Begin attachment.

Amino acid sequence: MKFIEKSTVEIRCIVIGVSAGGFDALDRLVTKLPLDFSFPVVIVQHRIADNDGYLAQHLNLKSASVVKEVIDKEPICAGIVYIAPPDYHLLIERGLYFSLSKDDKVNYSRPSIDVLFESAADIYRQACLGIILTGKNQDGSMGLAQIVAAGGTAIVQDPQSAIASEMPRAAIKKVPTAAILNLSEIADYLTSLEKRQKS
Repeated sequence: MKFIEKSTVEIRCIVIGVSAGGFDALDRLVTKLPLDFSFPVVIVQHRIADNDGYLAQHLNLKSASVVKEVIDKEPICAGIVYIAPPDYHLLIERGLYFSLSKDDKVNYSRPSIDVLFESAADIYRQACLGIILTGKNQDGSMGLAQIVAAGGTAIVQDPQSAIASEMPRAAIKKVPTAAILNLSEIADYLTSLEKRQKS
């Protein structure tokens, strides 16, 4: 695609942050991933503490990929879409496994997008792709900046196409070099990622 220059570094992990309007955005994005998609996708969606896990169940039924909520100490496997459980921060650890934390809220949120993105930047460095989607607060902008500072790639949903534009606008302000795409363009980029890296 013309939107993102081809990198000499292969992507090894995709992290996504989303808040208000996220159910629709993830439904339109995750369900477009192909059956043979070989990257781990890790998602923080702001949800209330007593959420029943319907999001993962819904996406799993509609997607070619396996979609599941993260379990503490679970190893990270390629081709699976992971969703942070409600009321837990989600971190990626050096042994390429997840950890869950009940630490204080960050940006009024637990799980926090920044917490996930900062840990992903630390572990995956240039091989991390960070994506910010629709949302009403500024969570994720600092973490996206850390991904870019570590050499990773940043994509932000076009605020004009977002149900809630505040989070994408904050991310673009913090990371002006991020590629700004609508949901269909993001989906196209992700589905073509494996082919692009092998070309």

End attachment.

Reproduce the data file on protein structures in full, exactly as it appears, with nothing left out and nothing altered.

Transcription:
Amino acid sequence: MKFIEKSTVEIRCIVIGVSAGGFDALDRLVTKLPLDFSFPVVIVQHRIADNDGYLAQHLNLKSASVVKEVIDKEPICAGIVYIAPPDYHLLIERGLYFSLSKDDKVNYSRPSIDVLFESAADIYRQACLGIILTGKNQDGSMGLAQIVAAGGTAIVQDPQSAIASEMPRAAIKKVPTAAILNLSEIADYLTSLEKRQKS
Repeated sequence: MKFIEKSTVEIRCIVIGVSAGGFDALDRLVTKLPLDFSFPVVIVQHRIADNDGYLAQHLNLKSASVVKEVIDKEPICAGIVYIAPPDYHLLIERGLYFSLSKDDKVNYSRPSIDVLFESAADIYRQACLGIILTGKNQDGSMGLAQIVAAGGTAIVQDPQSAIASEMPRAAIKKVPTAAILNLSEIADYLTSLEKRQKS
């Protein structure tokens, strides 16, 4: 695609942050991933503490990929879409496994997008792709900046196409070099990622 220059570094992990309007955005994005998609996708969606896990169940039924909520100490496997459980921060650890934390809220949120993105930047460095989607607060902008500072790639949903534009606008302000795409363009980029890296 013309939107993102081809990198000499292969992507090894995709992290996504989303808040208000996220159910629709993830439904339109995750369900477009192909059956043979070989990257781990890790998602923080702001949800209330007593959420029943319907999001993962819904996406799993509609997607070619396996979609599941993260379990503490679970190893990270390629081709699976992971969703942070409600009321837990989600971190990626050096042994390429997840950890869950009940630490204080960050940006009024637990799980926090920044917490996930900062840990992903630390572990995956240039091989991390960070994506910010629709949302009403500024969570994720600092973490996206850390991904870019570590050499990773940043994509932000076009605020004009977002149900809630505040989070994408904050991310673009913090990371002006991020590629700004609508949901269909993001989906196209992700589905073509494996082919692009092998070309």